The RAAF's order of 75 Hornets comprised 57 single-seat "A" variant fighters and 18 two-seat "B" variant operational training aircraft. It was planned that each of the three fighter squadrons and the single operational conversion unit that were to operate the F/A-18 would be allocated 16 aircraft, of which 12 were expected to be operational at any time while the other four were undergoing maintenance. The remaining eleven Hornets were labelled the "half-life attrition buy" and would replace the aircraft that were expected to have been lost by 2000; as it happened, this greatly exceeded the RAAF's actual losses. Deliveries were planned to start in late 1984 and be completed in 1990. The total cost of the F/A-18 program, including the aircraft, spare parts, other equipment and modifications to the RAAF's fighter bases, was calculated as A$2.427 billion in August 1981, but was rapidly revised upwards due to the depreciation of the Australian dollar at this time.
The Australian Hornets were very similar to the standard US Navy variants, but incorporated a number of minor modifications. These included the addition of an Instrument Landing System/Very High Frequency Omnidirectional Range (ILS/VOR) system, a high-frequency radio, a different ejection seat harness and the deletion of all equipment used only to launch the aircraft from catapults. In addition, two of the Australian aircraft were fitted with flight-test instrumentation so that they could be used as part of trials.
F/A-18A and B variant deliveries
The Government sought to use the Mirage III replacement program as a means to increase the capabilities of Australia's manufacturing industry. Accordingly, it was decided to build the aircraft in Australia, though it was recognised that this would lead to higher costs than if the fighters were purchased directly from the United States. While the first two RAAF Hornets were built in the United States, the remainder were assembled at the Government Aircraft Factories plant at Avalon Airport in Victoria, and their engines were produced by the Commonwealth Aircraft Corporation at Fishermans Bend in Melbourne. Another twelve Australian companies were involved in other stages of the project. These firms were sub-contracted to McDonnell Douglas and the other major US companies that produced components for the F/A-18, and had to comply with the requirements of the FMS program. The Australian Government hoped that Singapore and New Zealand would purchase Australian-built Hornets, but this did not eventuate. The Canadian Government expressed interest in purchasing 25 Australian-built F/A-18As in 1988 in order to increase its force of these aircraft after they had ceased to be manufactured in the United States, but this did not lead to any sales.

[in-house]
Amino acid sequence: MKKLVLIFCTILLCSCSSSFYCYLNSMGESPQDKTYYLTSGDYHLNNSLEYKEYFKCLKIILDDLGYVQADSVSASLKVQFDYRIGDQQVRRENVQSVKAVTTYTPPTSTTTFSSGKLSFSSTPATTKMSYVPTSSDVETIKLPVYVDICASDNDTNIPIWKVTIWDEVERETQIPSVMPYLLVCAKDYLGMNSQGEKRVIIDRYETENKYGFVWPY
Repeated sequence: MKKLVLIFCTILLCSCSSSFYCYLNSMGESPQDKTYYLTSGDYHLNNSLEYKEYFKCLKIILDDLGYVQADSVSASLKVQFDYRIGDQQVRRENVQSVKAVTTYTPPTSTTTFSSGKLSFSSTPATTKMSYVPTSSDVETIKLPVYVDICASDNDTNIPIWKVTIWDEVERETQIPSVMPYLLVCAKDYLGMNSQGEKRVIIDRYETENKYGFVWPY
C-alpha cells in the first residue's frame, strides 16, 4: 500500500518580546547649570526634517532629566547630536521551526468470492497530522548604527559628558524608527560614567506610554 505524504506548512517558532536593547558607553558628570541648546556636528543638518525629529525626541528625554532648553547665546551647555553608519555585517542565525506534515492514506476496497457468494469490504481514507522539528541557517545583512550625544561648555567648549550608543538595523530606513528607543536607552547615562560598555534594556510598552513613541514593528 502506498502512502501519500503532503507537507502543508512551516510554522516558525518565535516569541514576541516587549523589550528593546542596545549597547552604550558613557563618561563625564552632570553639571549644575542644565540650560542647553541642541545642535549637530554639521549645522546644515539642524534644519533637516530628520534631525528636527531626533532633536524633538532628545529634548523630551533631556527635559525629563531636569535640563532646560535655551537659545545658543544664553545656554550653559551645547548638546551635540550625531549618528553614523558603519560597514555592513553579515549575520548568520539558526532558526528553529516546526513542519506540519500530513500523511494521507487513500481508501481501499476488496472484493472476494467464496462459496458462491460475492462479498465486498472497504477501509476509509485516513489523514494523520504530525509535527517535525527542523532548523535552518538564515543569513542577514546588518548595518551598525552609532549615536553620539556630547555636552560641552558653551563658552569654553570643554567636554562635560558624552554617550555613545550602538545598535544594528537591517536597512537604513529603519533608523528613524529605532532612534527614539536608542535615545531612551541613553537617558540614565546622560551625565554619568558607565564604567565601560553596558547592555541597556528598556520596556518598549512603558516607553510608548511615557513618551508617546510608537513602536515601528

The Australian Hornets began to roll off the production lines in 1984. The first two aircraft (serial numbers A21-101 and A21-102) were entirely built at McDonnell Douglas' factory in St. Louis, and were handed over to the RAAF on 29 October 1984. These aircraft remained in the United States until May 1985 for training and trials purposes. The next two Australian Hornets (A21-103 and A21-104) were also built at St. Louis, but were then disassembled and flown to Avalon in June 1984 on board a USAF Lockheed C-5 Galaxy. The aircraft were then reassembled, and A21-103 was rolled out at a ceremony attended by Prime Minister Bob Hawke and the Chief of the Air Staff, Air Marshal David Evans, on 16 November. However, the aircraft's initial test flight was delayed until 26 February 1985 by a demarcation dispute over which category of pilot was permitted to fly the aircraft.
In order to meet production targets, GAF was required to complete 1.5 Hornets per month. Production fell behind schedule during the first half of 1987, however, as a result of inefficiencies at the company's factory and industrial relations problems. GAF was able to accelerate production later in the year, though some components that were planned to be manufactured in Australia were purchased from companies in the United States instead. The final cost of the Hornet project was A$4.668 billion; after adjusting for the depreciation of the Australian dollar this was $186 million less than the initial estimate.
The RAAF began to accept Hornets into service in 1985. A21-103 was formally delivered on 4 May of that year. Two weeks later, A21-101 and 102 were flown from Naval Air Station Lemoore in California to RAAF Base Williamtown in New South Wales between 16 and 17 May 1985. This ferry flight was conducted as a non-stop journey, and USAF McDonnell Douglas KC-10 Extender tankers refuelled each of the Hornets 15 times as they crossed the Pacific. As of 2005 this remained the longest single flight to have been undertaken by F/A-18s. Despite the delays to production in 1987, the final Australian Hornet (A21-57) was delivered on schedule at a ceremony held in Canberra on 16 May 1990. The F/A-18As were allocated serial numbers A21-1 through to A21-57 and the F/A-18Bs were allocated A21-101 to A21-118.
A major capital works program was also undertaken to prepare RAAF bases for the Hornets. Over $150 million was spent upgrading the runways, hangars and maintenance facilities at RAAF Base Williamtown, which has been the main F/A-18 base throughout the aircraft's service. The pre-existing airfield at RAAF Base Tindal in the Northern Territory was also developed into a major air base between 1985 and 1988 at a cost of $215 million so that it could accommodate No. 75 Squadron. Until this time the squadron had been stationed at RAAF Base Darwin which, due to its location on Australia's north coast, was vulnerable to damage from cyclones and difficult to defend during wartime.